In These Times
Employers use lockouts to weaken unions. Lockouts sabotage the functioning of the union-management relationship, and they undermine standard and secure jobs in favour of more precariousness. Lockouts are also sometimes used to shift production from one plant or country to another, as well as to close unionized plants.
Whether you’re expecting a strike or lockout, the steps are similar—and there’s no need to reinvent the wheel. Union-busting law firms pass around the same employer playbook. Our side has rich experience in preparation. Ask for advice and help from combatants who’ve been through a strike or a lockout and emerged victorious.
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Too Much - A commentary on excess and inequality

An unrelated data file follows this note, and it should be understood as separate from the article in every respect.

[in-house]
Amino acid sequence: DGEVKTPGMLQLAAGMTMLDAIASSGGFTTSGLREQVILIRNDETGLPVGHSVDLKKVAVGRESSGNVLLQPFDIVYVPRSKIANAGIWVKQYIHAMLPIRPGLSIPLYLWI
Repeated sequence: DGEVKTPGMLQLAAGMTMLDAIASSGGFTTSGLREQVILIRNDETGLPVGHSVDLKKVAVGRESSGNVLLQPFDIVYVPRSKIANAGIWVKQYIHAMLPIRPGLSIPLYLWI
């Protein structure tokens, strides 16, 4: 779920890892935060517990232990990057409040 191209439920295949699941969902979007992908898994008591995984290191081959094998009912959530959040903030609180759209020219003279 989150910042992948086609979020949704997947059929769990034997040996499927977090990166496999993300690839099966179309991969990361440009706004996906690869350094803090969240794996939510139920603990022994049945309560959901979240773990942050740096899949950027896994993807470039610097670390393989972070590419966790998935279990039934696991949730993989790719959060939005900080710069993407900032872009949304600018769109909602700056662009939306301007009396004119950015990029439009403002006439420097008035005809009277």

Richard Davis chairs the negotiating committee at the nonprofit responsible for the Minnesota Orchestra. Last October 1, Davis and his fellow corporate managers who run the nonprofit "locked out" the orchestra's musicians after they refused to accept a contract offer that would have cut musician pay by up to 50 percent and jumped annual health care premiums by up to $8,000. These musicians are not striking. Quite the contrary. They offered to keep working.